Currently reading: Gordon Murray on making the £2.8m T50 supercar a reality
The man behind the McLaren F1 tells us what it took to create its spiritual successor

The Gordon Murray Automotive T50 is now official: the £2.8 million supercar that's smaller than a Porsche 911, lighter than an Alpine A110 and powered by an atmospheric V12 promises to be a unique machine. But then its creator, the man that designed the iconic McLaren F1, knows a thing or two about doing things differently.

Gordon Murray T50 is V12-powered McLaren F1 successor 

Ahead of the car's debut, Gordon Murray spoke to us about his passion for design, what customers can expect from the T50, and how weight played such a crucial role in its inception.

Why did you build the T50?

“I thought it was time. I wanted my 50th car to be pretty special, and people have been asking for many years what I was going to do after the McLaren F1. This my answer.”

Is the car here the T50 as it will appear in production?

“Yes, we won’t change anything now. We’ve had time to consider everything in a way we didn’t really have with the F1. There are things about the McLaren that I still don’t like, because we signed it off in the clay and you can’t always see the highlights accurately. But this time, we’ve been really careful and methodical, and there’s nothing I don’t like. I think it should look pretty timeless.”

Have you been helped by improvements in materials since the McLaren F1 days?

“Of course. You notice that almost everywhere in the car. But quality and weight-saving aren’t just about exotic materials. Saving weight is a mindset. You have to refuse easy compromises — and then you can get great results. Look at our wheels, for instance. They don’t have to be huge like other supercars’ because the car is light. We laid down an aggressive weight target for them and beat it by about 0.5kg per wheel. That’s 2kg; we’d kill for 2kg.”

Isn’t there a weight-saving story about the pedal box?

“Yes, I designed that myself. At first, I said to the guys: ‘Let’s just do them like we did with the F1’. We’ve already done all the stress calculations and they’re pretty good. But that seemed a bit defeatist. So I did them again and found I could save 300g.”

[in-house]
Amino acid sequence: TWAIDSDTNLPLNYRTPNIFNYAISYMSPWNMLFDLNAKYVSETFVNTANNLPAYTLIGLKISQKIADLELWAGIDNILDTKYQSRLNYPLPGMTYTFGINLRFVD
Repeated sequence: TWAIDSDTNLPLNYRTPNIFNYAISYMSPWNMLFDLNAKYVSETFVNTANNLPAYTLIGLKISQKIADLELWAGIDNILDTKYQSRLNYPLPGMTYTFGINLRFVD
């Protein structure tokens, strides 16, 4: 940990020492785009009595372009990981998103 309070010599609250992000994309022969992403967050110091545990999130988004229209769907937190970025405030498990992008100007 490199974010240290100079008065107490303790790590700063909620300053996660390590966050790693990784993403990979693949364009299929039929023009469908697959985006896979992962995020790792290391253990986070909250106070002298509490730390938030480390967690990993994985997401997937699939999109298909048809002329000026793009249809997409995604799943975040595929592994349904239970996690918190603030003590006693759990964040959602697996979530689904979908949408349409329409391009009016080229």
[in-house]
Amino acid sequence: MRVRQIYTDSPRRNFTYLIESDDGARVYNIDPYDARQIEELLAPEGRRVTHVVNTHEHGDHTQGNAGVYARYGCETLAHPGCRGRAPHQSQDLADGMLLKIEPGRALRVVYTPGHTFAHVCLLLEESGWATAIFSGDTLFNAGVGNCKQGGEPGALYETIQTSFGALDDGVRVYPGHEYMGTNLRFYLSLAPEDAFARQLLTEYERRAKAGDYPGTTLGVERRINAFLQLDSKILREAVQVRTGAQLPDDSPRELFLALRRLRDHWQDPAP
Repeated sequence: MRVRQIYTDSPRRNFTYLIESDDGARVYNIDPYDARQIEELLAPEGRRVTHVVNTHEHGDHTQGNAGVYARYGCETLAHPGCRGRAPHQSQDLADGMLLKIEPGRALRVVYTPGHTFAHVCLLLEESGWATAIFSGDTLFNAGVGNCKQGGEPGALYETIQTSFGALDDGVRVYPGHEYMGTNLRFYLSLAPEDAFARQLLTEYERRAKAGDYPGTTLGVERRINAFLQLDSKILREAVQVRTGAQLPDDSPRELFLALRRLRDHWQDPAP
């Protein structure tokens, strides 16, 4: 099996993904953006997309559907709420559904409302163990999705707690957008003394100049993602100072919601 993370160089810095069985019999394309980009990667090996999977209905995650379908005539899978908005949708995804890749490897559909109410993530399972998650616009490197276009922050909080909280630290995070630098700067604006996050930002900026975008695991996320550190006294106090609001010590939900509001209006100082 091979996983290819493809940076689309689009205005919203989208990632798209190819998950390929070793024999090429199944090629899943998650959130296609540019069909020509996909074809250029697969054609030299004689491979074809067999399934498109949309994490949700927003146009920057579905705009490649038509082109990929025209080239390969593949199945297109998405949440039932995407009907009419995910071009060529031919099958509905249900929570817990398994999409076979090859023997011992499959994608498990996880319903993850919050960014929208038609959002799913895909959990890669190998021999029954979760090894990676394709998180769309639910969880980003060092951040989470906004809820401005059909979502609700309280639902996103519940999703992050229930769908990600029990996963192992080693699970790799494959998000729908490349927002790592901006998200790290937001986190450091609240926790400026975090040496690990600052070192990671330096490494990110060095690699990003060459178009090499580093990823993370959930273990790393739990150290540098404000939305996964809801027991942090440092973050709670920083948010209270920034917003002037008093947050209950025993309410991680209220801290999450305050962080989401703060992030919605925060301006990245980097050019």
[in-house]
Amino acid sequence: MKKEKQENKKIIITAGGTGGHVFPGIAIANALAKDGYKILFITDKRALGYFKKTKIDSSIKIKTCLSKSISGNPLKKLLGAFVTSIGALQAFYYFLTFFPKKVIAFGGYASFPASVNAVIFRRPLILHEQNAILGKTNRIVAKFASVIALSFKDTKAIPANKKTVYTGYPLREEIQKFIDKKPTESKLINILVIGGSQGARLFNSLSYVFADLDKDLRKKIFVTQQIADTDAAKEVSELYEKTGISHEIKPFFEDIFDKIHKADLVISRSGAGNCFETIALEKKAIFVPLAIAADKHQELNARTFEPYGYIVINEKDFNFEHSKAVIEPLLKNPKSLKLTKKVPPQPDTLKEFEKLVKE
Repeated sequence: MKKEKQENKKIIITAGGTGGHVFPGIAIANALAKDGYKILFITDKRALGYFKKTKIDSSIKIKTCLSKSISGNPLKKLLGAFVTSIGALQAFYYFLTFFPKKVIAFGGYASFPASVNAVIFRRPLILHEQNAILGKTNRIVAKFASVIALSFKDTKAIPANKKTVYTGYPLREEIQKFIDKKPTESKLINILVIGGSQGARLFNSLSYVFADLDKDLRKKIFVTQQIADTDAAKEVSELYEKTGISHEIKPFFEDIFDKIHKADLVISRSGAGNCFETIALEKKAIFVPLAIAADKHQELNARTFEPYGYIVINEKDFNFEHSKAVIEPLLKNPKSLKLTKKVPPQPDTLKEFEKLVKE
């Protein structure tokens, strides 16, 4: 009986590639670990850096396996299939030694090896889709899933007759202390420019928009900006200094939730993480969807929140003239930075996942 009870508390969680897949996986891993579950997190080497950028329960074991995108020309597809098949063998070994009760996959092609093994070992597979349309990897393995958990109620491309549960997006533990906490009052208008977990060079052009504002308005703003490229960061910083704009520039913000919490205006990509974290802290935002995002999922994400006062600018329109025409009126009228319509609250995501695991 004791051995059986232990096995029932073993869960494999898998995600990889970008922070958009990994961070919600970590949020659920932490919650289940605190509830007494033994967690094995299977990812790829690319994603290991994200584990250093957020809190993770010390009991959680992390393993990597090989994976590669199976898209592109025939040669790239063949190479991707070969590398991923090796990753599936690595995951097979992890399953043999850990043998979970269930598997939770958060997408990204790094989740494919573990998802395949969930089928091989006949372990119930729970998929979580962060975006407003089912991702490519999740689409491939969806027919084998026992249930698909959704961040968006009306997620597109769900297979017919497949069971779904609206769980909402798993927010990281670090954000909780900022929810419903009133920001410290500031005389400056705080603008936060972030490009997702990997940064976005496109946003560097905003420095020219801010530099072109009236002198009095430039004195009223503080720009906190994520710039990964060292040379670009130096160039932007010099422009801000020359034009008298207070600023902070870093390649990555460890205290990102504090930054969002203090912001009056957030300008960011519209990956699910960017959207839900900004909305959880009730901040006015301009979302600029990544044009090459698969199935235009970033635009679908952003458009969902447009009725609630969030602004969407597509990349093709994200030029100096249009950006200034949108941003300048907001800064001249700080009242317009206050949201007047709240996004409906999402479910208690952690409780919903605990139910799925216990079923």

Has the V12 engine run yet?

“It ran on the dyno last week. We’ll have a complete engine to put into our mule, called George, by the middle of August. Then in September we’ll have two others, XP1 and XP2, and we’ll get serious about testing.”

How many test prototypes will you produce?

Back to top

“We’re building 10. We’ll need one, maybe more, for crash testing. And we also have full programmes planned for places like Nardo and Arjeplog. Those will run right up to the start of building in October next year. But we expect to be able to do the mechanical sign-off next summer.”


Gordon Murray reimagines McLaren F1 as £2.8m T50​

Opinion: Why the Gordon Murray T50 could be a daily driver

Under the skin: How Gordon Murray's T50 V12 will peak at 12,000rpm

Gordon Murray receives CBE for 'services to motoring'

Steve Cropley

Steve Cropley Autocar
Title: Editor-in-chief

Steve Cropley is the oldest of Autocar’s editorial team, or the most experienced if you want to be polite about it. He joined over 30 years ago, and has driven many cars and interviewed many people in half a century in the business. 

Cropley, who regards himself as the magazine’s “long stop”, has seen many changes since Autocar was a print-only affair, but claims that in such a fast moving environment he has little appetite for looking back. 

He has been surprised and delighted by the generous reception afforded the My Week In Cars podcast he makes with long suffering colleague Matt Prior, and calls it the most enjoyable part of his working week.

Join the debate

Add a comment…
Ravon 5 August 2020

I'm with you scrap !

Fabulous effort, congatulations Prof. Murray and Team. Hope you sell the complete run very quickly, guessing that last third left to sell carry much of the profit for the project .

scrap 4 August 2020

Good luck to him. What a

Good luck to him. What a singular man, and what a machine he's built.  

I don't have the money for a supercar anyway, but if I did this would be the one. Possibly with a Huarya and a Porsche Carrera GT to keep it company. All cars built by people who put the engineering first.